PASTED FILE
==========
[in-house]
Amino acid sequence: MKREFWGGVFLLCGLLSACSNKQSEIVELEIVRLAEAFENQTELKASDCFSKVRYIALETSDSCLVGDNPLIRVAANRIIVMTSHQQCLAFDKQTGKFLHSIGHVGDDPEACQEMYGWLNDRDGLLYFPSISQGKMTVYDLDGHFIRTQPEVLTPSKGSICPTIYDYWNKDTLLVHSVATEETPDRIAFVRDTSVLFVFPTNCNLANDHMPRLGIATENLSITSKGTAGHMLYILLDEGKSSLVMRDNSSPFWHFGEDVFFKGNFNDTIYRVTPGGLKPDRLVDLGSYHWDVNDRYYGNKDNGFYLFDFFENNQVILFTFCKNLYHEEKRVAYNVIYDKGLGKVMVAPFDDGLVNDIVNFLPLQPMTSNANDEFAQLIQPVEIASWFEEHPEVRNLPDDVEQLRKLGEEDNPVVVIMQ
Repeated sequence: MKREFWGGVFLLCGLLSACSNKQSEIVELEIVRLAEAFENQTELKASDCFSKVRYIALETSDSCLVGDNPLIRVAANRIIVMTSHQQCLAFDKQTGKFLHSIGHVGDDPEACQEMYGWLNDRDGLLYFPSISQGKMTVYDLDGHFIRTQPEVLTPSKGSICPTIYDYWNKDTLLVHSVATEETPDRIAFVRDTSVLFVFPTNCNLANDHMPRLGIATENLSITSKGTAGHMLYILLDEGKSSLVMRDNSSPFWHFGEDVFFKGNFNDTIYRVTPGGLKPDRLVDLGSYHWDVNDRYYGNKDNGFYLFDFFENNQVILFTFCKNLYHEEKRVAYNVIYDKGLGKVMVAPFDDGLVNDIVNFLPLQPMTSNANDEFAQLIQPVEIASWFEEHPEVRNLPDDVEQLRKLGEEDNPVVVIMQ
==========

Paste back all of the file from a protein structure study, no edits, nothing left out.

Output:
[in-house]
Amino acid sequence: MKREFWGGVFLLCGLLSACSNKQSEIVELEIVRLAEAFENQTELKASDCFSKVRYIALETSDSCLVGDNPLIRVAANRIIVMTSHQQCLAFDKQTGKFLHSIGHVGDDPEACQEMYGWLNDRDGLLYFPSISQGKMTVYDLDGHFIRTQPEVLTPSKGSICPTIYDYWNKDTLLVHSVATEETPDRIAFVRDTSVLFVFPTNCNLANDHMPRLGIATENLSITSKGTAGHMLYILLDEGKSSLVMRDNSSPFWHFGEDVFFKGNFNDTIYRVTPGGLKPDRLVDLGSYHWDVNDRYYGNKDNGFYLFDFFENNQVILFTFCKNLYHEEKRVAYNVIYDKGLGKVMVAPFDDGLVNDIVNFLPLQPMTSNANDEFAQLIQPVEIASWFEEHPEVRNLPDDVEQLRKLGEEDNPVVVIMQ
Repeated sequence: MKREFWGGVFLLCGLLSACSNKQSEIVELEIVRLAEAFENQTELKASDCFSKVRYIALETSDSCLVGDNPLIRVAANRIIVMTSHQQCLAFDKQTGKFLHSIGHVGDDPEACQEMYGWLNDRDGLLYFPSISQGKMTVYDLDGHFIRTQPEVLTPSKGSICPTIYDYWNKDTLLVHSVATEETPDRIAFVRDTSVLFVFPTNCNLANDHMPRLGIATENLSITSKGTAGHMLYILLDEGKSSLVMRDNSSPFWHFGEDVFFKGNFNDTIYRVTPGGLKPDRLVDLGSYHWDVNDRYYGNKDNGFYLFDFFENNQVILFTFCKNLYHEEKRVAYNVIYDKGLGKVMVAPFDDGLVNDIVNFLPLQPMTSNANDEFAQLIQPVEIASWFEEHPEVRNLPDDVEQLRKLGEEDNPVVVIMQ